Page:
Sunday 24 June 2018

Book review: Mexico Set

Mexico Set is volume two of a nine (good grief) volume series by Len Deighton. In my youth I read the classic Funeral in BerlinThe IPCRESS File, Spy Story, Horse Under Water, and so on. And was always dead impressed by how he managed to never name the character. So I was a little unhappy that this one has a name. Or at least, I was when I first read it three decades ago; I've got over that now. I happened upon Berlin Game and read that in WS, and bought MS for a relaxing Saturday.

Aanyway, it's the same kind of genre and setup, and it now seems almost to be coming back into relevance, with a resurgence of evil under Putin.

Much of it is well done, the plots seem to work, the dialogue good, and all that jazz. Let me pick some nits, though:

1. Sometimes people are terribly careful about where and when they talk, to avoid being overheard. Nonetheless, they gratuitously use the full name / surname of their superiors: why would anyone do that? And at other times - there are several conversations in markets, in airplanes - for the sake of flow in the novel the characters talk in situations where they clearly wouldn't.

2. Stinnes showing up in Mexico where Werner and Zena went is far too implausible a coincidence not to trigger alarms immeadiately. The characters realise it for us far far too late, as is necessary for the plot, but it isn't believeable. Werner following Fiona to Boshar seems odd, too; though TBH I was a bit lost in that bit.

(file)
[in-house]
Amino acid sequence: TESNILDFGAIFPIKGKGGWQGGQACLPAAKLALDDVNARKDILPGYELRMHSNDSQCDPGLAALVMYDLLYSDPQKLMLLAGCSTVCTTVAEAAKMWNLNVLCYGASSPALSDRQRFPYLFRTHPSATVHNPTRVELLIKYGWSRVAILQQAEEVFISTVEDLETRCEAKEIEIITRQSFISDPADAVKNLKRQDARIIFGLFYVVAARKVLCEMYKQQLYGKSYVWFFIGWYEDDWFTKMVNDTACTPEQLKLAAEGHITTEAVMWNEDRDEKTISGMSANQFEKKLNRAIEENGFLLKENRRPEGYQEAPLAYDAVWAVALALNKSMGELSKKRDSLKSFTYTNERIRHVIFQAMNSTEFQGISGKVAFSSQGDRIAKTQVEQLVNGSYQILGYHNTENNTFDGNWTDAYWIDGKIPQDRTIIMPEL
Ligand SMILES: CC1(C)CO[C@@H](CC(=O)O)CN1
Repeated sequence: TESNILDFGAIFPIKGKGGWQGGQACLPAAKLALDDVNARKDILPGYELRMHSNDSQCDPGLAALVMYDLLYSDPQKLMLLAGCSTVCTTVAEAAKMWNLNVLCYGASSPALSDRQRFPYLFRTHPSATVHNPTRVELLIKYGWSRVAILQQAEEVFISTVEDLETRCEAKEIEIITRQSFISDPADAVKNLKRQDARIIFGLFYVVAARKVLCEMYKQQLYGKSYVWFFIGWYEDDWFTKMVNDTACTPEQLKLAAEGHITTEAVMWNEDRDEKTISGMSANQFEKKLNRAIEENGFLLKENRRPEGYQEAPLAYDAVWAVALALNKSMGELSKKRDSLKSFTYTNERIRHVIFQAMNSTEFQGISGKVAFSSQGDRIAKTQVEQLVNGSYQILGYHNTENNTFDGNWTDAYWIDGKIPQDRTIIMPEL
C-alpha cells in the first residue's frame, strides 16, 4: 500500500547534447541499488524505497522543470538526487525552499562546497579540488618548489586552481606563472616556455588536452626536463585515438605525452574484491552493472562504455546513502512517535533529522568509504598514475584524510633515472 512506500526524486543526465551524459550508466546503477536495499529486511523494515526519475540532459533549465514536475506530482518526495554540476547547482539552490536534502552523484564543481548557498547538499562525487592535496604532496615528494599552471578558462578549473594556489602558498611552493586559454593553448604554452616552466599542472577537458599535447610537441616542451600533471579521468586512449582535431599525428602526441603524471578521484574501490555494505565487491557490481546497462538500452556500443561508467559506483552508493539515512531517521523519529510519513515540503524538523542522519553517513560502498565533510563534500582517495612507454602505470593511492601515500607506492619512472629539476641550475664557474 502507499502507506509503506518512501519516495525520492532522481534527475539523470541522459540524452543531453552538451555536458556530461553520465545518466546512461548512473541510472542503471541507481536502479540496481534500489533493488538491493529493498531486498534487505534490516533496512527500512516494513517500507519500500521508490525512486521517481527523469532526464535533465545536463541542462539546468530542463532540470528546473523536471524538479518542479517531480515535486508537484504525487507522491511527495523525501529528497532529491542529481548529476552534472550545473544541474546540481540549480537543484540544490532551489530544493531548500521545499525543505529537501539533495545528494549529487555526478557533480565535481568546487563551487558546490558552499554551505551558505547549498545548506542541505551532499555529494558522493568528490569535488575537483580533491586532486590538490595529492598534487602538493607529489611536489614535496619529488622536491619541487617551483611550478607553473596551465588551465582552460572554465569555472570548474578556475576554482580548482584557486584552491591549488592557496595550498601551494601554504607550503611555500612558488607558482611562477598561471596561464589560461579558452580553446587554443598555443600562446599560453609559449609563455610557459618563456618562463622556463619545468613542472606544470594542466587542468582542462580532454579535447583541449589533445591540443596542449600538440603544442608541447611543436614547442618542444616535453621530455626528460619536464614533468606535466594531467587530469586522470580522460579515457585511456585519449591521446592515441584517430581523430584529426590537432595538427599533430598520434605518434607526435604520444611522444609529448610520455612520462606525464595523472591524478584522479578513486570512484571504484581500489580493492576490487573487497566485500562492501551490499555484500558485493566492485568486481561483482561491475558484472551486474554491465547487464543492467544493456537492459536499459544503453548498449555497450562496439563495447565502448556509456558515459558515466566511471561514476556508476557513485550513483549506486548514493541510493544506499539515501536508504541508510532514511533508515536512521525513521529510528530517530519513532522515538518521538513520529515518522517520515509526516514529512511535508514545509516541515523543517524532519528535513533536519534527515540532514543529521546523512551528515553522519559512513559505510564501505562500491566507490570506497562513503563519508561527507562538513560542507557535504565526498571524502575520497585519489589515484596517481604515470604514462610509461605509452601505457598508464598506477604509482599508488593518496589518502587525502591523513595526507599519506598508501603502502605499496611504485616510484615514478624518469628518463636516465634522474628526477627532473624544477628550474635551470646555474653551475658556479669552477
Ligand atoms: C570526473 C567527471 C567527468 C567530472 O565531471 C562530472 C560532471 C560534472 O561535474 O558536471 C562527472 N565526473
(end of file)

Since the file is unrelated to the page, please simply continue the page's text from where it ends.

3. The Biederman sub-plot is odd. His only real function is to be killed by the KGB; but he's a multi-millionaire successful businessman with a large family; this isn't the sort of person you just rub out for trivia, it would be far too messy. I feel we're lead along with him, including to his distant house, for no particular reason.

4. Zena. LD is clearly fond of her character, perhaps she is typically Berlinische or something. But really, is it believeable that she'd be so mixed up in stuff?

5. Which brings me to my last quibble: at various points, especially the end, the plot depends on Our Hero accepting the word of various people that they're in charge; or that things will happen this way, and he never goes back to check with his superiors that this is so. Again, it's just not plausible.

Oh, but I should also add: there's a pile of shoppin-n-fuckin in there too. In the sense that people's shirt labels and shoes and so on are constantly described. It's a touch weird: Our Hero, though grown up Northern and non-Oxbridge, and outwardly contemptuous of that world, nonetheless has a detailed knowledge of it.